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OK, so I hooked all my components up on the breadboard and everything worked great. using the AD590 temp sensors. Now, I transfered the project to a PCB and nothing works...

for my purposes, I don't need the LCD screen, the serial connection, programming switch, so I didn't transfer them. are they required for opperation of the microcontroller???

any ideas? I checked my solder joints and they all look good, and all diodes are in correct bias.

any advice would be great

March 16, 2011
by Rick_S
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Photo's ... It's very hard to diagnose what you can't see.

Rick

March 16, 2011
by mongo
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Make sure the AD590 is wired correctly. They don't tolerate much in reverse. Are you driving a resistor with it. (I use a 250 ohm resistor and read the voltage from the junction between the two components).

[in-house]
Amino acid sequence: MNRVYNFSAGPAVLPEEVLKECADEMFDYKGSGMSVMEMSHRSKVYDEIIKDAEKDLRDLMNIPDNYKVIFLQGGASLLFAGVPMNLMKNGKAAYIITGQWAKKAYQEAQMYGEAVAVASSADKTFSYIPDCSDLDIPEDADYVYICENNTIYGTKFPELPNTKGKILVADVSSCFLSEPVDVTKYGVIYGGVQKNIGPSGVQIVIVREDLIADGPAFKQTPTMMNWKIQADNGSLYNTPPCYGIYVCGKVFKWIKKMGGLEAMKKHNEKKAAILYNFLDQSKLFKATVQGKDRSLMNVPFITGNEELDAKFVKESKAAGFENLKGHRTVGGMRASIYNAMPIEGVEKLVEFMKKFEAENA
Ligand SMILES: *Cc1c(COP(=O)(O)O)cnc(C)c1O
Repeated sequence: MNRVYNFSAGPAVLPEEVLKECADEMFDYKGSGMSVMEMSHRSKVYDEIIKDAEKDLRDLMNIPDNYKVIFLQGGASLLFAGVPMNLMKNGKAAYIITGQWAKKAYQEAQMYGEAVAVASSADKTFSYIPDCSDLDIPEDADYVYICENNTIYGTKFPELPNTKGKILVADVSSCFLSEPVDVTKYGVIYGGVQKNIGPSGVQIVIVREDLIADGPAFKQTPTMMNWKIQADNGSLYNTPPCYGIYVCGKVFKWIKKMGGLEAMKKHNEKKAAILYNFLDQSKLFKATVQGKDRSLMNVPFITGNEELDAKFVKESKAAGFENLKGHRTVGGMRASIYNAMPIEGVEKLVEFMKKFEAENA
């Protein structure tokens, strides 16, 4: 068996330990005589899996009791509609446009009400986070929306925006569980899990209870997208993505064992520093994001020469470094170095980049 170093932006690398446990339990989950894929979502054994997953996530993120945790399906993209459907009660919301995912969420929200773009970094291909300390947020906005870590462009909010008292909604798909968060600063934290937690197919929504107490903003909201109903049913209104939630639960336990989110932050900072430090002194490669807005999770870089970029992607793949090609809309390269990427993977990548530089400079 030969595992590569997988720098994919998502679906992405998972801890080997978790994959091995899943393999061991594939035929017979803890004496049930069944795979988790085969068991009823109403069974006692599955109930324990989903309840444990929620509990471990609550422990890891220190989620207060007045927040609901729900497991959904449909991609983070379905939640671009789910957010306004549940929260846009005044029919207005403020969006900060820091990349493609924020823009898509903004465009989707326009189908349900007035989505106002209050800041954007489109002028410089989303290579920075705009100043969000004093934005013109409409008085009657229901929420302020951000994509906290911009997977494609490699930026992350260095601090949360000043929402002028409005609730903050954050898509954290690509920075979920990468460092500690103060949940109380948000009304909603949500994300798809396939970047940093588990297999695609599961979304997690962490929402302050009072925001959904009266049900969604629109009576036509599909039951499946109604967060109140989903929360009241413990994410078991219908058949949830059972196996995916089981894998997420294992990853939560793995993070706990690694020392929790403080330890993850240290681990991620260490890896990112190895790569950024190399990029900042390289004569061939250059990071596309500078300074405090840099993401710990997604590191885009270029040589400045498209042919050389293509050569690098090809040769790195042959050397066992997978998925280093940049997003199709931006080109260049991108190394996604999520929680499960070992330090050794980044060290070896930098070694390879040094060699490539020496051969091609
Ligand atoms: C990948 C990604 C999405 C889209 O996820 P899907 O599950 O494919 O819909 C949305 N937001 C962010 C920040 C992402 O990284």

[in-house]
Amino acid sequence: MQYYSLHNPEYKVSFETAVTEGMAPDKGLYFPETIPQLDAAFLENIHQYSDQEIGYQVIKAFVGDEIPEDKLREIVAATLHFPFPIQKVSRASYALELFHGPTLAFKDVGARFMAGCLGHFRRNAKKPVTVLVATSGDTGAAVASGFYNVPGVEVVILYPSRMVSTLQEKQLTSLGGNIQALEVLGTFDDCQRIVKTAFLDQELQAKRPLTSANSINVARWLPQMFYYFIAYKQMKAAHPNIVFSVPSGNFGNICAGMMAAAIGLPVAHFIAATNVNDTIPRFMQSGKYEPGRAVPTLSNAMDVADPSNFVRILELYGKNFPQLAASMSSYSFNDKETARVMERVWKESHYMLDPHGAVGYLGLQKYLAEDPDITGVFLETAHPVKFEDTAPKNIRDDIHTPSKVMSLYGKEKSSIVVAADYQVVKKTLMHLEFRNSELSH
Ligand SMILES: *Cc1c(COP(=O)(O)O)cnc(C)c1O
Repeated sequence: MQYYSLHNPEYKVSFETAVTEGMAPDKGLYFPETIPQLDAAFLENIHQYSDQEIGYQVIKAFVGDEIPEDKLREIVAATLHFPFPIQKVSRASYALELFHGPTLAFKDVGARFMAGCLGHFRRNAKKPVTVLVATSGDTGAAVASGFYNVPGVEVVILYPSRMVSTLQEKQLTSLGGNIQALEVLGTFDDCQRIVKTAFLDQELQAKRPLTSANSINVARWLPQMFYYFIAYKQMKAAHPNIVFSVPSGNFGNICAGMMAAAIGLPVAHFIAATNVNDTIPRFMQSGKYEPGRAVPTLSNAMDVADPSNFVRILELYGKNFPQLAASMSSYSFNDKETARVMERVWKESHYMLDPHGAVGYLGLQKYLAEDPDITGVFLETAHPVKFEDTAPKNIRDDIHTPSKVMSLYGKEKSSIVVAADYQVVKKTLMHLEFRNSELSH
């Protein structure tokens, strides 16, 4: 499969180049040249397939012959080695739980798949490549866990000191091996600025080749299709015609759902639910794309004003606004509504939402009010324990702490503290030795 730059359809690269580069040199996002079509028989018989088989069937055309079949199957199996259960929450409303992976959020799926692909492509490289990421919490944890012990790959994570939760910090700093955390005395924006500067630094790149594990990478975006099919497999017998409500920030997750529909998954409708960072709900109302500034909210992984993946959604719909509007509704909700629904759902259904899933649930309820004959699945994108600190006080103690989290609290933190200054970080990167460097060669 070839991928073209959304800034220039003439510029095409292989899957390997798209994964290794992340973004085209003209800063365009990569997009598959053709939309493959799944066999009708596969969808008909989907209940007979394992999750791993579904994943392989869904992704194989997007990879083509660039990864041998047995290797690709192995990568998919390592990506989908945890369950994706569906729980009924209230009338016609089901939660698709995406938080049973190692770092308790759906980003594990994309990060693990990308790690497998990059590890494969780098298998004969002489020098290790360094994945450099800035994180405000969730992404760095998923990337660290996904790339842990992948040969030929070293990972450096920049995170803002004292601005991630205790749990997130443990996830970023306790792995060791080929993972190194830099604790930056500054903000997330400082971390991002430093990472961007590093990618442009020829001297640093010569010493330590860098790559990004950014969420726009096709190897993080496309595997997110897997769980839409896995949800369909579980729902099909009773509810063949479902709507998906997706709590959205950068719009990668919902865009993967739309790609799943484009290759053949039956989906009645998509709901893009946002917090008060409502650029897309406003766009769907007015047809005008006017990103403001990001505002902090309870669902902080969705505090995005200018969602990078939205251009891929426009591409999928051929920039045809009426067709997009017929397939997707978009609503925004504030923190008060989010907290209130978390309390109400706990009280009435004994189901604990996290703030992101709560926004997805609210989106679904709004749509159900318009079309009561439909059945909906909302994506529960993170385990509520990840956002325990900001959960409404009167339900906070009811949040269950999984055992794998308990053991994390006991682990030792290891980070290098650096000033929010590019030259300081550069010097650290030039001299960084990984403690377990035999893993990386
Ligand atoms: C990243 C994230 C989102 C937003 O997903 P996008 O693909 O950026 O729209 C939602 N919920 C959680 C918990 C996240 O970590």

The LCD and programming switch shouldn't have any effect.

The one thing that many people get mixed up on are the pins of a chip. Make sure they are all the right ones and connected to the right places. Some times, they can be offset by one in either direction.

March 16, 2011
by jasongillikin
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I just decided to rebuild the unit... and found out the problem was in the relay... I had the coil hooked up backwards... i didn't know there was a bias on the relay coil... diagram doesn't say anything about it.

anyway, problem solved... thanks for the help

March 16, 2011
by mongo
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Some relays have a built-in clamping diode. If it is backwards, it will look like a short circuit.